Open house planned to unveil the new EOC
After a six-month period of whirlwind construction, Washington County’s dedicated Emergency Operations Center on Davis Avenue is almost ready for its close-up. An Oct. 24 open house at the facility will be the public’s first chance to tour the building and see how it will be used.
“Washington County has always had an EOC, but it’s never had what you’d call a permanent home. We operated out of the (Washington County) Courthouse or we’d go to the sheriff’s office and set up,” said Jeff Lauer, director of Washington County’s Emergency Management Agency.
The need for a permanent facility had been discussed for years, but became even more pressing after complications arose at the courthouse emergency operation center after a severe storm in June 2012.
A fire in the generator room meant the emergency response teams had no computers or phones, and so operations had to be picked up and moved in the midst of a natural disaster.
After the storm, Washington County applied for a 50 percent matching Ohio Emergency Management Performance grant and learned in December they’d been approved for the $237,500 grant.
The grant had originally mandated a June 30 completion date for the project. However, a delay in receiving the building’s emergency generator unit forced the county to request an extension, said Washington County Commissioner Tim Irvine, who has helped coordinate the project.
“Due to the delay in the generator, we got an extension through the end of August and that worked out fine,” he said.
Now the facility has been quietly up and running for nearly a month, he said.
Lauer and a part-time EMA administrative assistant are still getting settled in, filing paperwork and generally organizing things. The county is also using some funding out of the EMA’s budget to finish a few projects the grant did not cover, said Lauer.
“Just like any project, you go around after the fact and find things you’d like to add,” he said.
Wednesday a crew from Miller Communication worked to install a radio communications system that will give the facility the ability to use multiple communication mediums, such as the state Multi-Agency Radio Communications System (MARCS) and ultra high frequency (UHF) and very high frequency (VHF) radio systems.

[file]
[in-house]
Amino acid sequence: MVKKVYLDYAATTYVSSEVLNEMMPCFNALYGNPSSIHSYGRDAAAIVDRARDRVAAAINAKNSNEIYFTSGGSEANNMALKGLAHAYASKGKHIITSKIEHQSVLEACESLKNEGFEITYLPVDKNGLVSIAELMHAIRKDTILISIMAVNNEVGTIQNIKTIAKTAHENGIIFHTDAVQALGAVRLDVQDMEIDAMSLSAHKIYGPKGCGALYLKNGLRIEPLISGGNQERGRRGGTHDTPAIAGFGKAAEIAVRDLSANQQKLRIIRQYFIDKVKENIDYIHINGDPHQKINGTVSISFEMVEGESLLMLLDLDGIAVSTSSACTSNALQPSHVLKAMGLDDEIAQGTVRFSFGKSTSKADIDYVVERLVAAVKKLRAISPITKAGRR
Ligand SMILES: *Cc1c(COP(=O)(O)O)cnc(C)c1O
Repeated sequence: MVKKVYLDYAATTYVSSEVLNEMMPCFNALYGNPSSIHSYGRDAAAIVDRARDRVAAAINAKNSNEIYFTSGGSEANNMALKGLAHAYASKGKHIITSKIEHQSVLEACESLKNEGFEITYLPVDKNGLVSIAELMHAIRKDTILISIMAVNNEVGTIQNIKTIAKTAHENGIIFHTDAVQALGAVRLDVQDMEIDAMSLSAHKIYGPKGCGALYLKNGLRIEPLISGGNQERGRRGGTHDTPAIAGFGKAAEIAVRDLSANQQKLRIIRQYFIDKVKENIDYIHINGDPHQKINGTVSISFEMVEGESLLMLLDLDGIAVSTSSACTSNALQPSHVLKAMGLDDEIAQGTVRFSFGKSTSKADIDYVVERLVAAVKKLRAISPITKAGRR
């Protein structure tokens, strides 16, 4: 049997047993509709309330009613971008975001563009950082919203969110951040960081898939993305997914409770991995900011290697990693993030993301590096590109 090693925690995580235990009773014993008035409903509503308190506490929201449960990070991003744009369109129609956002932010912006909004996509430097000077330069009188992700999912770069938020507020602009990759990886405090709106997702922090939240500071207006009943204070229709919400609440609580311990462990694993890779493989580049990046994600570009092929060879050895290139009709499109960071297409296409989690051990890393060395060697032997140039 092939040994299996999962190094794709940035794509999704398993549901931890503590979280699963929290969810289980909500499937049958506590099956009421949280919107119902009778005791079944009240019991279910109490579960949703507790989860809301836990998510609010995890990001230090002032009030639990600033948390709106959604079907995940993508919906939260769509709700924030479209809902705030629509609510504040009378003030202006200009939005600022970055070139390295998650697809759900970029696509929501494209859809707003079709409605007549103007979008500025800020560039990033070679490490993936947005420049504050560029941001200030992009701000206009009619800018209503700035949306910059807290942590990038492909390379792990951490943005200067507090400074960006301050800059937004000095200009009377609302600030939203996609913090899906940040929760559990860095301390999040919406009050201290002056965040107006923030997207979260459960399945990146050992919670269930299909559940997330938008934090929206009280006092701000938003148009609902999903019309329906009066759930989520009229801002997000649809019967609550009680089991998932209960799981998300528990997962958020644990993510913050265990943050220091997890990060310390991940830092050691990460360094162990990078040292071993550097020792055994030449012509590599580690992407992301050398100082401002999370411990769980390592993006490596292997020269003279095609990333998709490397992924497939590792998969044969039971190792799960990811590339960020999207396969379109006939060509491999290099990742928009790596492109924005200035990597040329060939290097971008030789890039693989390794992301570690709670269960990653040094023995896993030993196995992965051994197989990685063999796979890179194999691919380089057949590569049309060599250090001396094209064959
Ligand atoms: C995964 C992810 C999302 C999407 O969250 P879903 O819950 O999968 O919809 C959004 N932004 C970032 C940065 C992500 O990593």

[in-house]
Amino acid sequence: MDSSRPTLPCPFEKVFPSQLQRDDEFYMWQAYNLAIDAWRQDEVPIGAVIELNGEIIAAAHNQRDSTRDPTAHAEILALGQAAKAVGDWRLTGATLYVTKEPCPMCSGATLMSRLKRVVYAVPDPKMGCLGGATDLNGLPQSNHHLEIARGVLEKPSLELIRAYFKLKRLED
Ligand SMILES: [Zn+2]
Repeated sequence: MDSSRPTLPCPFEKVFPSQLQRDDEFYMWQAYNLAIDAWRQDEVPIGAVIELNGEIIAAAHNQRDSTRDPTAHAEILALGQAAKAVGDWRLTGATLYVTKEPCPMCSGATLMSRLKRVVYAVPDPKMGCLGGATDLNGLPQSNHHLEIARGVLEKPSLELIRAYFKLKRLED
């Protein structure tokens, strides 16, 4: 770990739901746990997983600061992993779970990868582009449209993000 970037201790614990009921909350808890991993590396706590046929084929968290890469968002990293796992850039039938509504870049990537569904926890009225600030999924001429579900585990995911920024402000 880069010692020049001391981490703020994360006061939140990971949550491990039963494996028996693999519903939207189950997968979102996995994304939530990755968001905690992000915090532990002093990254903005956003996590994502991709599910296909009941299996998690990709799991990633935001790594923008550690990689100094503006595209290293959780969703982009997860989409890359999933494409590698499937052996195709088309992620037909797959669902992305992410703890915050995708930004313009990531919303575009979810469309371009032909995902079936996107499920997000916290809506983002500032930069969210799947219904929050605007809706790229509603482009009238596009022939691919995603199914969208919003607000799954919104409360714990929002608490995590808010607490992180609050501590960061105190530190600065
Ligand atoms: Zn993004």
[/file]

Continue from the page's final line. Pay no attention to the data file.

Lauer is also hoping some additional phones that were ordered will be installed by the open house.
In the meantime, some county groups have been giving the facility a test run.
The Washington County Board of Elections, which recently moved into the same building as the EOC at 204 Davis Ave., has been using the EOC’s largest room to train poll workers for the upcoming election, said BOE director Tara Hupp.
“We used to train in a conference room at the court house. We were able to do the training in there, but we had to break it down into more sessions because we could only fit in so many at a time,” she said.
Every year 196 poll workers are in place the day of the election and several more were typically trained as substitutes, said Hupp. The capacity in the EOC’s training room is nearly double that available at the court house, she said.
The poll workers have also been making use of the EOC’s convenient technological components to train on a new tool voters will see during this year’s election.
“We’re doing training on the new electronic poll books. It’s a computer touch screen check-in system we’re going to be using,” she said.
With access to electrical outlets under all of the seats in the new facility, training on electronics has been easier, said Hupp.
Having some trainings and group meetings in the building has been nice because it has given Lauer the opportunity to work out any kinks before the open house, he said.
“We’ve experimented with the phones and technology to make sure everything is working all right,” he said.
The open house is Oct. 24 from 2 to 6 p.m.